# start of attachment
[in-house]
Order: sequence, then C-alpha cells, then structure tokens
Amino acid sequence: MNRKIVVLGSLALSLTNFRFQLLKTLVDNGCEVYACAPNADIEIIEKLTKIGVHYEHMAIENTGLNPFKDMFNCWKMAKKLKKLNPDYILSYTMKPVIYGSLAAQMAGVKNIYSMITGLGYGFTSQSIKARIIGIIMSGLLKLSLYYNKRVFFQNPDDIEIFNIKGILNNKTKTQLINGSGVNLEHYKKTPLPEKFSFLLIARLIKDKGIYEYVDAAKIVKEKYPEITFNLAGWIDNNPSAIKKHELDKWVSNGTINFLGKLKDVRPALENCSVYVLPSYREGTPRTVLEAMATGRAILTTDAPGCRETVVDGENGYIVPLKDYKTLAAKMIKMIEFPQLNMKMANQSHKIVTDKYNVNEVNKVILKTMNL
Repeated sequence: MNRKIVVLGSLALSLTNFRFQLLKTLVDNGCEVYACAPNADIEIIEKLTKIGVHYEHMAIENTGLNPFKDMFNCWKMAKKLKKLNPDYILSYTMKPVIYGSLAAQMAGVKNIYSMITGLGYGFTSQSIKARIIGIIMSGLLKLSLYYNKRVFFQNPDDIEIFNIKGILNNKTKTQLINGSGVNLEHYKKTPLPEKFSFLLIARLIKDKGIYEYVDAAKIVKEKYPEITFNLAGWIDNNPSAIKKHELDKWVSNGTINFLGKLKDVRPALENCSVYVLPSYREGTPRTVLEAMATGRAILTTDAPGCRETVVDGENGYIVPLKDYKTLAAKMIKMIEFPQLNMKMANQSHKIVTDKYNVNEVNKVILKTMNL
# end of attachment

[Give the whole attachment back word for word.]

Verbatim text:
[in-house]
Order: sequence, then C-alpha cells, then structure tokens
Amino acid sequence: MNRKIVVLGSLALSLTNFRFQLLKTLVDNGCEVYACAPNADIEIIEKLTKIGVHYEHMAIENTGLNPFKDMFNCWKMAKKLKKLNPDYILSYTMKPVIYGSLAAQMAGVKNIYSMITGLGYGFTSQSIKARIIGIIMSGLLKLSLYYNKRVFFQNPDDIEIFNIKGILNNKTKTQLINGSGVNLEHYKKTPLPEKFSFLLIARLIKDKGIYEYVDAAKIVKEKYPEITFNLAGWIDNNPSAIKKHELDKWVSNGTINFLGKLKDVRPALENCSVYVLPSYREGTPRTVLEAMATGRAILTTDAPGCRETVVDGENGYIVPLKDYKTLAAKMIKMIEFPQLNMKMANQSHKIVTDKYNVNEVNKVILKTMNL
Repeated sequence: MNRKIVVLGSLALSLTNFRFQLLKTLVDNGCEVYACAPNADIEIIEKLTKIGVHYEHMAIENTGLNPFKDMFNCWKMAKKLKKLNPDYILSYTMKPVIYGSLAAQMAGVKNIYSMITGLGYGFTSQSIKARIIGIIMSGLLKLSLYYNKRVFFQNPDDIEIFNIKGILNNKTKTQLINGSGVNLEHYKKTPLPEKFSFLLIARLIKDKGIYEYVDAAKIVKEKYPEITFNLAGWIDNNPSAIKKHELDKWVSNGTINFLGKLKDVRPALENCSVYVLPSYREGTPRTVLEAMATGRAILTTDAPGCRETVVDGENGYIVPLKDYKTLAAKMIKMIEFPQLNMKMANQSHKIVTDKYNVNEVNKVILKTMNL